'Technical glitch' brings down Iran cyberwall

September 17, 2013
Iranians use computers at a cybercafe in Tehran, on May 14, 2013. A technical glitch has allowed some Iranians temporary access to banned social networking websites Facebook and Twitter, an Iranian Internet official said on Tuesday.

A technical glitch allowed some Iranians temporary access to banned social networking websites Facebook and Twitter, an Iranian Internet official said on Tuesday.

Surprised Internet users in Iran Monday night were able to log onto their accounts without using illegal software that enables them to circumvent a widespread state-run filtering mechanism.

They voiced their delight online, with posts revelling in the rare web freedom—restricted in 2009 when enabled protesters to organise anti-government demonstrations in the aftermath of a disputed presidential election.

"Dear friends in America, do you believe miracles?! Well one has just apparently happened in Iran and the government in Tehran has lifted its filtering on Facebook!!!," said an overwhelmed Mehdi on his page.

Ali joined in, referring to the election of moderate President Hassan Rowhani, who has promised to bring more social freedoms.

He said in a tweet: "Twitter and Facebook has been freed! Rowhani thank you!"

But on Tuesday, Iranian state media reported that the unblocked access—to the websites the Iranian regime considers as undermining the Islamic regime—was being investigated.

Abdolsamad Khoramabadi, the secretary of an official group tasked with detecting Internet content deemed illegal, told the Mehr news agency that "it was apparently due to a and the committee is investigating it."

"If there had been any negligence, it will be punished," he said adding that he was unsure of the origin of the problem.

Such incidents have happened in the past, giving Iranians temporary, unfiltered access to the Internet.

But by Tuesday morning, access to the sites was once again blocked.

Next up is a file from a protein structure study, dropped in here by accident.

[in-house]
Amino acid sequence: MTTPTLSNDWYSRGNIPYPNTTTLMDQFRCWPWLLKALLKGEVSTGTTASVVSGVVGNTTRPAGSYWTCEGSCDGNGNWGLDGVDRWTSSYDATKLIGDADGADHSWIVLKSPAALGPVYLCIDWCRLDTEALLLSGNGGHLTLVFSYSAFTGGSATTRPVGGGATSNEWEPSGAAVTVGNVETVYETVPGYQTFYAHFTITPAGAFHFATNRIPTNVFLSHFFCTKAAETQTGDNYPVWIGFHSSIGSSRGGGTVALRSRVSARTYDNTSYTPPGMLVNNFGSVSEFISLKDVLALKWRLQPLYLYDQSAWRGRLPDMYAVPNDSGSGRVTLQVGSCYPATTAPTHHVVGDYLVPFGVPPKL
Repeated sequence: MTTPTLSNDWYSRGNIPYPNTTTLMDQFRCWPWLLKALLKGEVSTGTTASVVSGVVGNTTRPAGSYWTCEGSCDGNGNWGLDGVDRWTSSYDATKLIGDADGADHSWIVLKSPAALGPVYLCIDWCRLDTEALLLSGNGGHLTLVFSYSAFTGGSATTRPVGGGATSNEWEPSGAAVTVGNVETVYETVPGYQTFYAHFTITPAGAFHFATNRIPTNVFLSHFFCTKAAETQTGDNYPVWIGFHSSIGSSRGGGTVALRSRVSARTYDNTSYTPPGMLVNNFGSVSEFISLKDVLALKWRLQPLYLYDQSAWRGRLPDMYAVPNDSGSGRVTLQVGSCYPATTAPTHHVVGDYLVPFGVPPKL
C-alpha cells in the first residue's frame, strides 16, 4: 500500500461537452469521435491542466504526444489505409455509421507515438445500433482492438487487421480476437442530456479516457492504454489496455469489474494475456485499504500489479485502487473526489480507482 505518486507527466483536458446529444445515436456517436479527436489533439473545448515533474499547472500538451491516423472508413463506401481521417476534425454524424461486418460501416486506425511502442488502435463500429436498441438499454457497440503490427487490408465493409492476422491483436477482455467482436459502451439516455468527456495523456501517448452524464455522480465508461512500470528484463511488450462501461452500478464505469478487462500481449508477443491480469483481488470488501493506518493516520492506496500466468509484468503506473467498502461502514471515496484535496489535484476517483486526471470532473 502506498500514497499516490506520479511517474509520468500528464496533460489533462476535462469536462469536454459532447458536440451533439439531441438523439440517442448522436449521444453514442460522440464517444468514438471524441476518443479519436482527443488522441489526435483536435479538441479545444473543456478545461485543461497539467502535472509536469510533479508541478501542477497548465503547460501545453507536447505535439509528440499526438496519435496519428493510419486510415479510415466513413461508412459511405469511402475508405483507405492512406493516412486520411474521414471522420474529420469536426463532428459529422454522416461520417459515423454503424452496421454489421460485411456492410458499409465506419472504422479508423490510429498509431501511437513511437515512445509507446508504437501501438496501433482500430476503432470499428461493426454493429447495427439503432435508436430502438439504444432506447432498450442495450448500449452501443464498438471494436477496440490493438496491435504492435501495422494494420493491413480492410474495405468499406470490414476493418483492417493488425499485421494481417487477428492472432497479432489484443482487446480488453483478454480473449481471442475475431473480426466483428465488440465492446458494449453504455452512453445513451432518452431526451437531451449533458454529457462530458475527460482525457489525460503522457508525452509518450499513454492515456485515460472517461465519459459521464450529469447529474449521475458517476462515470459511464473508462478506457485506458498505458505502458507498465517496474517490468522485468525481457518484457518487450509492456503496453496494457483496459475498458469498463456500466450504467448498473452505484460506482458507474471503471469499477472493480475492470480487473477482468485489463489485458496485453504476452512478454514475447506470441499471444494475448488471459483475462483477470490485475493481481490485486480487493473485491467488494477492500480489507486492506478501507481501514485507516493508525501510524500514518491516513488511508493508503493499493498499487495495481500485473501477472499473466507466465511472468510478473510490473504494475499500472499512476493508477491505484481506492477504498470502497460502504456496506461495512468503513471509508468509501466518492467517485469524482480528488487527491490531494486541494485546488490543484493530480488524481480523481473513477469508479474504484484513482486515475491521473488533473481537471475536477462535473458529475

A Twitter user, Sima, was dismayed: "What a joy was last night, logging onto Twitter without the VPN ... #sigh."

The incident came a few days after Iran's Foreign Minister Mohammad Javad Zarif had its Twitter account officially verified by the site—even though it is technically illegal for him to have one at all.

Iran systematically blocks access to Twitter, Facebook, YouTube and numerous other sites, including blogs and pornographic pages, as it tries to stop its population from surfing content it deems threatening or immoral.

Explore further: Iran blocks email, restricts net access: reports

Related Stories

Iran blocks email, restricts net access: reports

February 12, 2012

Iran has further restricted access to the Internet and blocked popular email services for the past few days, in a move a top lawmaker said could "cost the regime dearly," media reports said on Sunday.

Iran seeks to work with Facebook against porn

July 24, 2012

(AP) — A semi-official Iranian news agency says police hope to work with Facebook to fight cyber-crimes and pornography — a turnabout in Tehran's stance toward the social networking giant that it previously banned ...

Iran blocks access to Gmail

September 24, 2012

Iran blocked access to Google's popular and relatively secure Gmail service Monday amid first steps by the Islamic republic to establish a walled-off national intranet separate from the worldwide Internet.

Iran foreign minister says Facebook page hacked

September 15, 2013

The Facebook page of Iran's foreign minister was taken over briefly by unidentified hackers who protested against the crackdown on protesters after the disputed 2009 presidential election, media reported Saturday.

Recommended for you

Microsoft describes hard-to-mimic authentication gesture

August 1, 2015

Photos. Messages. Bank account codes. And so much more—sit on a person's mobile device, and the question is, how to secure them without having to depend on lengthy password codes of letters and numbers. Vendors promoting ...

0 comments

Please sign in to add a comment. Registration is free, and takes less than a minute. Read more

Click here to reset your password.
Sign in to get notified via email when new comments are made.